Seven dead after clashes at Palestinian refugee camp in Lebanon

A Fatah commander is killed as rival groups used rocket-propelled grenades and heavy machine guns in latest incident

Clashes broke out in a Palestinian refugee camp near the southern Lebanese port of Sidon on Monday, killing seven people, including the commander of an armed group, and wounding at least 10 others, Lebanese and Palestinian security officials said.

It was not clear what triggered the fighting in the Mieh Mieh camp, which pitted supporters of a former commander of the mainstream Palestinian group Fatah and members of a rival armed group, Ansarullah.

Officials said heavy machine guns and rocket-propelled grenades were used in the fighting. They spoke on condition of anonymity in line with regulations.

Fighting is common between rival groups across Lebanon's twelve Palestinian refugee camps, which house about 450,000 refugees and their descendants who were displaced by war since the 1948 creation of the state of Israel.

The nearby Ein el-Hilweh camp, Lebanon's largest, is the scene of frequent bombings, assassinations and shootings among rival factions vying for control of the camp.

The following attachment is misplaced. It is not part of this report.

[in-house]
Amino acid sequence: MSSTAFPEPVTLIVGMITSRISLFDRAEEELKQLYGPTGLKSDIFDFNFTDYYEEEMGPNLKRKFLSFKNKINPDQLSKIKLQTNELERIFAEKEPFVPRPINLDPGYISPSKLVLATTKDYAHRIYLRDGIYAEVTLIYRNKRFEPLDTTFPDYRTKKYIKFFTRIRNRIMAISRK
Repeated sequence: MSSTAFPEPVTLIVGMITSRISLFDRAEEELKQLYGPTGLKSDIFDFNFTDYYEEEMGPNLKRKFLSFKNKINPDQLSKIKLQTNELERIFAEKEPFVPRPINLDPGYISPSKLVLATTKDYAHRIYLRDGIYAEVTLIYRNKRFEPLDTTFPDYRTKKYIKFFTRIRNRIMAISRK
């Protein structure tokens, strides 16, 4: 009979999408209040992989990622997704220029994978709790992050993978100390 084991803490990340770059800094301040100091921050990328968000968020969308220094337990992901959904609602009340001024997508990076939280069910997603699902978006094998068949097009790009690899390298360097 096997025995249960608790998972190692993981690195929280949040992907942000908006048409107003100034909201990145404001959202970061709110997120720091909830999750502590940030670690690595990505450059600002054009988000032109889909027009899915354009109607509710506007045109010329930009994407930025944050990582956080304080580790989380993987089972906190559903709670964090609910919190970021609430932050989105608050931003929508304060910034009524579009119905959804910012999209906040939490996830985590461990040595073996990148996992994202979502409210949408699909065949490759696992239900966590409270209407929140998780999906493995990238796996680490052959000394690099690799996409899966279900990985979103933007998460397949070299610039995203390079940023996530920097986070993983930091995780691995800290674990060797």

The army blocked all roads leading to the Mieh Mieh camp later Monday to contain the fighting, which raged for almost two hours. Ambulances raced outside the camp, ferrying the wounded.

Among those killed were Ahmad Rashid, commander of the Al-Awda Brigades, which are affiliated with Fatah, as well as his brother, Rashid, and his bodyguard.

In other developments, the chief of the Shiite Lebanese group Hezbollah on Monday claimed responsibility for a March 14 roadside bombing that targeted an Israeli patrol along the Lebanon-Israel border.

Hassan Nasrallah told Lebanese daily A-Safir that the bomb was in response to a February air strike on a Hezbollah base that the group blames on Israel.

Nasrallah said the March bombing sent a message that Hezbollah was still capable of fighting Israel, even as its fighters are battling alongside Syrian President Bashar Assad's forces to quell a three-year uprising.

No Israeli soldiers were hurt in the March bombing. Such attacks have been rare since the 2006 Israel-Hezbollah war, and both sides have avoided direct confrontation.

Wire services

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